Life With Bipolar Disorder Is Like Living Behind Bars

I will never give up my hope of being paroled.
Illustration of a sad man sitting in a prison cell
Bipolar disorder can feel like living in prison. | Image made by author with Canva AI.

My cell may not have steel bars and locks, but it’s a prison just the same. My windows open to the world outside, but most of my view is out of reach.

Life with bipolar disorder often feels like you’re living in prison.

I try to concentrate on putting positive into the world. Even on my best days, though, the restrictions I live with take their toll. Reflecting on the impact of mental illness inspired this piece. This is the story of my prison and how it compares to one with concrete and bars.

Confinement

I have bipolar 1 disorder and Generalized Anxiety Disorder. Mental illness me feel isolated and alone, even in a room full of people. It creates a wall between me and those who can never understand. Social anxiety makes it painful to leave the house or spend time with friends.

I also have Familial Mediterranean Fever, an auto-inflammatory disease that creates excess inflammation in my limbs and around my vital organs. When the pain is the worst, I can’t leave the house. There’s no way to wear socks or even pants. Any pressure from clothing is too intense to handle.

Yard Time

I love my time outside in nature. I’m never happier than when I’m listening to the birds sing while I’m covered in dirt, sweat, and grass clippings.

As much as I love it, I have to limit my yard time. On bad days, there’s no getting out of bed, so outside might as well be as far away as the moon.

Irrational fears can keep me stuck indoors. Even a glimpse of a neighbor getting their mail feels too stressful, so I stay hidden in the house.

Even on better days, chronic illness enforces its restrictions. One of my medications makes me vulnerable to direct sunlight. I have to be careful to stick to the shade as much as possible. Happily, tall trees shade most of my yard in summer, but this restriction is a constant consideration.

Pinterest Pin:
Imagine living life trapped inside a prison, where every emotion and every thought is a bar to your freedom. 

This is what life looks like for those grappling with bipolar disorder. 

The emotional whirlwind, the unpredictable mood swings, the crippling anxiety, it's a life that is far from easy. 

But, there's a ray of hope! 

There are ways to manage this condition and find your way back to a sense of freedom.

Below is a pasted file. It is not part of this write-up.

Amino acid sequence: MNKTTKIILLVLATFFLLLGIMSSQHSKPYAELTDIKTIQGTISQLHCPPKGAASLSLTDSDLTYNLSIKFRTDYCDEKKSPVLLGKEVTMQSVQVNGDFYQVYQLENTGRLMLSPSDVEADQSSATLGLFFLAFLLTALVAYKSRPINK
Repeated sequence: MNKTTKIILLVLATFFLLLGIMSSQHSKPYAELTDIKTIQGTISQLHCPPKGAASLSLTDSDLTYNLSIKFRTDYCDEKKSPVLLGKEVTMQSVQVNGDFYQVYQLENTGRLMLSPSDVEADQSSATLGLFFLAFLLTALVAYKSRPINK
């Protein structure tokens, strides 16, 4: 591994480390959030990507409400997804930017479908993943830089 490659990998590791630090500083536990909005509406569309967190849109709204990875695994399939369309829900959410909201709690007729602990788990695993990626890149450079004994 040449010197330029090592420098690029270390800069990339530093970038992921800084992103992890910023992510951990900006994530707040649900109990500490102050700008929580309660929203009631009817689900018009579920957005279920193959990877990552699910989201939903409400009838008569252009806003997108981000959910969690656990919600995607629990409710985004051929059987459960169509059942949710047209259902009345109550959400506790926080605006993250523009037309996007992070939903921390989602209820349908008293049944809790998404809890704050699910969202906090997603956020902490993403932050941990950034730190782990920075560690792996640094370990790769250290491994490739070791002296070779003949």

Read Now!

#SpeakingBipolar #mentalhealth #mentalillness #bipolardisorder #mentalillnessawareness
Please share on Pinterest. Graphic created with Canva AI.

Visitors

There’s no glass wall between me and my guests, but the barrier is still there. Bipolar disorder makes the imaginary glass clouded. I smile and laugh—I know how to play my role—but the visit is often just a blur, mostly forgotten when my guest leaves.

Visitors have to be pre-approved. With a compromised immune system, my doors are closed to anyone with any type of sickness. My anxiety makes many interactions overwhelming, so I choose guests carefully. We may not be in a room crowded with other inmates, but the noise in my head may still be too loud.

There are a few gems of friends who understand. These caring souls stick by my side at every turn. Inmates themselves, they know the ravages of illness firsthand, and they offer comfort even from hundreds of miles away.

A simple text, “Thinking of you,” can give me the boost to make it through the day.

Day Passes

Under special circumstances, a warden may allow a prisoner to leave the prison. Others reach a point where they can work outside the jail. They are free during the day but have to return to their detention at night.

My day passes may come more often, but the same gray cloud hangs over them. Laughing with friends, enjoying a delectable meal in a restaurant, or watching a mesmerizing stage play, my bipolar is never far away.

As much as I try to revel in every second of freedom, the reality of mental illness hovers close. A twinge of depression never leaves, for I know even the best moments will end too soon. Anxiety haunts me like a parole officer, just waiting for a chance to catch me off guard.

Illustration of a happy man walking out of a prison cell
One day, I hope to go free. | Image made by author with Canva AI.

Hope of Parole

Every prisoner dreams of going free. Even those with a life sentence imagine a time when they can live outside the bars again.

Chances are slim doctors will ever cure any of my illnesses. Even so, I hang on to hope. I cling to positivity, gratitude, and love, knowing that even a life imprisoned is worth living. Every life is worth living.

Are you in a similar prison? Then know you’re not alone. This cellmate knows your struggle. I see the bars holding you here. Together, we can keep fighting until we’re free.

Until next time, keep fighting.


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This post first appeared on Medium.

Pinterest Pin:
Imagine living life trapped inside a prison, where every emotion and every thought is a bar to your freedom. 

This is what life looks like for those grappling with bipolar disorder. 

The emotional whirlwind, the unpredictable mood swings, the crippling anxiety, it's a life that is far from easy. 

But, there's a ray of hope! 

There are ways to manage this condition and find your way back to a sense of freedom. 

Read Now!

#SpeakingBipolar #mentalhealth #mentalillness #bipolardisorder #mentalillnessawareness
Please share on Pinterest. Graphic created with Canva AI.

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